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Twelve years have passed since ENO last presented Nikolaus Lehnhoff’s thoughtful, probing staging of Wagner’s last opera. The wait has been long, but given the paucity of ideas on show in recent seasons, this intelligent production of Parsifal was a salutary reminder of what this company is capable of. Singing, conducting and staging were all of a piece, resulting in a performance that would rival any opera house in the world and also confirmed that Lehnhoff’s vision of the opera remains the most exciting staging of this work that London has ever seen.
Within Raimund Bauer’s austere post-apocalyptic designs Lehnhoff creates a world of decay – a world in which the Knights painfully re-enact their ‘act of communion’ against the backdrop of abject nihilism. Seemingly impervious to Amfortas’ anguish their sect has become rotten to the core, and the saviour, in the form of Parsifal, can’t come soon enough.
When he does arrive, this particular ‘pure fool’ is a whirlwind of hyperactivity, oblivious or unable to absorb what he sees. Enlightenment only comes his way in the pivotal second act when, at Kundry’s kiss, he begins to understand Amfortas’ pain and suffering. By the last act he is transformed into a wise and worldly knight and here the final tableau of the opera, as Kundry and Parsifal head off towards a bright light at the end of a disused railway track does catharsis, both visually and musically arrive. It’s one of many arresting visual images and remains a poignant and fitting close to this most enigmatic of Wagner’s stage works.
This run of performances at ENO will be its final outing and it’s hard to think of a better send off. Mark Wigglesworth was conducting the opera for the first time, but you’d never have known it. His performance was superbly paced, relatively swift – Goodall’s recording of Act 1 touches the 2 hour mark, 20 minutes slower than here – yet his tempi always seemed perfectly judged. The strings had a wonderful luminosity to them, he secured a warm yet sonorous tone from the brass, whilst the solo woodwind contributions were outstanding. What gave the performance as a whole its sense of overwhelming power and authority was the way in which Wigglesworth managed not only to display Wagner’s orchestral palette in all its coruscating colour, but wove all the sections of the orchestra together to produce an aural tapestry that was balm to the ears. The orchestra’s playing was quite simply outstanding. They haven’t played this well since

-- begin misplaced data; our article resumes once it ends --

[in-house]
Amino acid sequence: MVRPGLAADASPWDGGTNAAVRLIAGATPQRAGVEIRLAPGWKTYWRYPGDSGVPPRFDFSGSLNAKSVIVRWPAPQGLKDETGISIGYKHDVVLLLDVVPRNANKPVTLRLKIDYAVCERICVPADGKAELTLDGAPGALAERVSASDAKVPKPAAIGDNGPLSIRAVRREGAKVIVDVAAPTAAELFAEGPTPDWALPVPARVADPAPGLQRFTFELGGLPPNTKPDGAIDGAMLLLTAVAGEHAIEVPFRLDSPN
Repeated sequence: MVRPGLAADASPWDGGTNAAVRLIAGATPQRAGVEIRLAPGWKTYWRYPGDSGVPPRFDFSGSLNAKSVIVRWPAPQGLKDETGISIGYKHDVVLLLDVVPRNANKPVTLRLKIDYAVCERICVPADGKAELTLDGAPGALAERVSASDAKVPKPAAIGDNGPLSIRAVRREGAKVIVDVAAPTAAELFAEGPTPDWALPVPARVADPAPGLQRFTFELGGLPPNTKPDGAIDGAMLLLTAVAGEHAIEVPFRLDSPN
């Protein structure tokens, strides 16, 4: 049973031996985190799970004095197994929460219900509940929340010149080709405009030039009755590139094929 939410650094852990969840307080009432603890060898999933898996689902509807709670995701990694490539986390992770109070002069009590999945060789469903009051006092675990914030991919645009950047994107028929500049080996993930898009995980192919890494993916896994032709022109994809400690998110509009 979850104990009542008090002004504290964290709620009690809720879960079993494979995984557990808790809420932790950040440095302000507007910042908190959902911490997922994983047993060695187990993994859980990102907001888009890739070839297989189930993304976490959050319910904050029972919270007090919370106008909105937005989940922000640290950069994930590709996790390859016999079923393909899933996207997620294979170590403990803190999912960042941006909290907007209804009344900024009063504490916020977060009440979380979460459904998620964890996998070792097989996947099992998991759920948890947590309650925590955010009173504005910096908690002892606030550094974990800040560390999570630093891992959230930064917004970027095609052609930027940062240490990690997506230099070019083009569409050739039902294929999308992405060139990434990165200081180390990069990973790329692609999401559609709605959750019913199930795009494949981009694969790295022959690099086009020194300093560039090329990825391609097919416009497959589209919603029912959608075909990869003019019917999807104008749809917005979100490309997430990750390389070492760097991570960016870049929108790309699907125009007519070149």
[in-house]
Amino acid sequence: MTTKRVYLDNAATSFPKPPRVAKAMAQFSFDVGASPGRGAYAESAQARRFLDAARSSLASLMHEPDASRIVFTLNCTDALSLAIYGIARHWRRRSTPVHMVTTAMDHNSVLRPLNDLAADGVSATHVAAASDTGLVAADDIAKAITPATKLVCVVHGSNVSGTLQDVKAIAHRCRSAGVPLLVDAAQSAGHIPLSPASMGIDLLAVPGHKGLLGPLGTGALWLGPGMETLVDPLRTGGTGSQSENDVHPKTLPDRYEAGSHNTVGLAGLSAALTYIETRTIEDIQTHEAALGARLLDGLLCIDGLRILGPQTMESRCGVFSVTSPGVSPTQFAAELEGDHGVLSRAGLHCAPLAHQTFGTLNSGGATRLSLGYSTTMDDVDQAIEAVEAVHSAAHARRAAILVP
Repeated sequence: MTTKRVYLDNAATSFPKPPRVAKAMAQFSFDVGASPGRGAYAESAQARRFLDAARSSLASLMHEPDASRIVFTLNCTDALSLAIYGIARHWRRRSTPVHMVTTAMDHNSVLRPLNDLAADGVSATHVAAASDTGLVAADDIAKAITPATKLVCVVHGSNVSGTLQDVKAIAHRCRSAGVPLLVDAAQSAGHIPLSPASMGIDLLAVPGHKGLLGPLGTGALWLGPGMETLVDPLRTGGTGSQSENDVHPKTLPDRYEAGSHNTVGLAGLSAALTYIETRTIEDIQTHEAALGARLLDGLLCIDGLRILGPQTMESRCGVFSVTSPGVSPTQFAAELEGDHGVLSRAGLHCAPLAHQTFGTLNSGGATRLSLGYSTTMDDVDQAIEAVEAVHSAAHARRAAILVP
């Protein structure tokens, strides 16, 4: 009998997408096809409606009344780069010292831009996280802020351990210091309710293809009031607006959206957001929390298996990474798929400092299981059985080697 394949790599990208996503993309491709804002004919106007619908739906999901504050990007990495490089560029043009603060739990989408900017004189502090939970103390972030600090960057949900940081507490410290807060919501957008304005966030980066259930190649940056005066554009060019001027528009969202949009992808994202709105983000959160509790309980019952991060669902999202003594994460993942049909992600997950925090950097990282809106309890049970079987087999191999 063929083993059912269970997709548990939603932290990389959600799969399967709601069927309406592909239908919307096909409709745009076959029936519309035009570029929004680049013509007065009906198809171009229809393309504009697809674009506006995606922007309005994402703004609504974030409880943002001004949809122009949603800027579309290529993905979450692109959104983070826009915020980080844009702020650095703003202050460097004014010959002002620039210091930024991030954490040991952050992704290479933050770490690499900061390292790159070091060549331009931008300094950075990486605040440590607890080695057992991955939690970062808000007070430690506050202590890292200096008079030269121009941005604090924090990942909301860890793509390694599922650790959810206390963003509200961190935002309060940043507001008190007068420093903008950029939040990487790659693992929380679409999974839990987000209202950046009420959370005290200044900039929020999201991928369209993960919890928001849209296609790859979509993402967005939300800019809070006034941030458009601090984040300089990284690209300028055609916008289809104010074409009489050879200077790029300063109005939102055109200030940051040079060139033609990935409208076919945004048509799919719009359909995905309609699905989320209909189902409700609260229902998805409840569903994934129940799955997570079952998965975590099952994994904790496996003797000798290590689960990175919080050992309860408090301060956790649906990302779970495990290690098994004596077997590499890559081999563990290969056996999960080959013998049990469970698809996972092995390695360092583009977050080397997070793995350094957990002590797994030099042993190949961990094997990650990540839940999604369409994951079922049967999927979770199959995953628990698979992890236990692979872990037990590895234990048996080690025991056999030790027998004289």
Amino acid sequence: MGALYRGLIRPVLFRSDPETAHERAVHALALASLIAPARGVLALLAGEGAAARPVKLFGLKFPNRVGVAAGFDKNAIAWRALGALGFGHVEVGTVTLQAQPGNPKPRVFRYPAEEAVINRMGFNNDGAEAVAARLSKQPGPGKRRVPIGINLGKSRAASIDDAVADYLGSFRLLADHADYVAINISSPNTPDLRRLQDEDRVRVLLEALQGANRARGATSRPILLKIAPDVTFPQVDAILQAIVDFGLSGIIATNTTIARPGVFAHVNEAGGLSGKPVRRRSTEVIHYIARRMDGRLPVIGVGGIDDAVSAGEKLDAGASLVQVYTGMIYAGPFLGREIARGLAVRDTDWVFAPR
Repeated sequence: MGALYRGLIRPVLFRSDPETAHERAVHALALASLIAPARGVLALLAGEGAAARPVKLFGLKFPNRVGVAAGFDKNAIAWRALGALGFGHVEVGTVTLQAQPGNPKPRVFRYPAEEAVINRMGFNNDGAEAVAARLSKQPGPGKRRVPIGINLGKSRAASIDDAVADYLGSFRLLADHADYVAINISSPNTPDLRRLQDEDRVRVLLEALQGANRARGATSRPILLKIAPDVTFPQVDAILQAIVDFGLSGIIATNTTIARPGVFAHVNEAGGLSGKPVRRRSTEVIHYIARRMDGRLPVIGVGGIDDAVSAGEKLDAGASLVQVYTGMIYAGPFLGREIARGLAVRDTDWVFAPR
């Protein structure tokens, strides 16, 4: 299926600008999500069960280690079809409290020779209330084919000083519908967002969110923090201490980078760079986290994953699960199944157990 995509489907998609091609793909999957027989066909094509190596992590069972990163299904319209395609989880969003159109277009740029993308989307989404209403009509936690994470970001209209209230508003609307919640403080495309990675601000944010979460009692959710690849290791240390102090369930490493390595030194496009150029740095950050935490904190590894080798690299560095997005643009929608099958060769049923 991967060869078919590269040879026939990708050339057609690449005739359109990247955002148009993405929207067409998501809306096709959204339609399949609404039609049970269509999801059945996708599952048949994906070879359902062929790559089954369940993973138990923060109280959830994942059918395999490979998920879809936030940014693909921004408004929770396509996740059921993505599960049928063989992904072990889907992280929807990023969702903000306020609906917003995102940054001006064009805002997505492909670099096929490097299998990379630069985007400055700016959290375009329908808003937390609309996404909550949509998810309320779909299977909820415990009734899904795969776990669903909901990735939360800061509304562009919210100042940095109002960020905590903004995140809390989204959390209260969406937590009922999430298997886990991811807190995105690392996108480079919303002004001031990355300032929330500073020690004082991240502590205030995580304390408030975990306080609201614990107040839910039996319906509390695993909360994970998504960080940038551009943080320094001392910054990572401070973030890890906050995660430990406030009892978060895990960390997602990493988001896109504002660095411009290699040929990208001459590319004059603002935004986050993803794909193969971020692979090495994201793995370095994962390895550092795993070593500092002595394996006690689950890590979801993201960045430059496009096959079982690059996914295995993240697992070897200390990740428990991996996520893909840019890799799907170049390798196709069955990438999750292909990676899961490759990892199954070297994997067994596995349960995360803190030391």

You’d also have to go a long way to hear it sung better, as ENO has assembled one of its strongest casts in living memory. Sir John Tomlinson last sang Wagner at the Coliseum over a quarter of a century ago. Since then, he has conquered all the major opera houses in the world as Wotan, Hans Sachs etc., so his return as Gurnemanz was eagerly anticipated and nor did he disappoint. He made every word tell of Richard Stokes’ lucid translation and produced a constant stream of warm, refulgent singing throughout the long evening.
Iain Paterson was an angst-ridden Amfortas, producing an outpouring of impassioned singing whilst Tom Fox was an embittered, spiteful Klingsor. As Kundry Jane Dutton seemed happier in the lower reaches of the role but she was still a magnetic stage presence, no more so in her virtually silent presence in the last act. Andrew Greenan boomed effectively as Titurel and the augmented chorus were thrilling from start to finish.
In the title role Stuart Skelton was quite simply a revelation. He is a true Heldentenor – his cries of ‘Amfortas’ in the second act pinned you to the back of your seat – yet he never forces, is capable of much soft singing, phrases sensitively and is a consummate actor. His transformation from the ‘fool’ of Act One, through his emotional growth in Act Two, to the wise and worldly knight in Act Three was not only achieved through his acting but with the voice as well. Suffice it to say his is the most complete portrayal of the role I have ever seen.
There are only 7 more performances of this outstanding staging, so book now and catch ENO at its best!
- by Keith McDonnell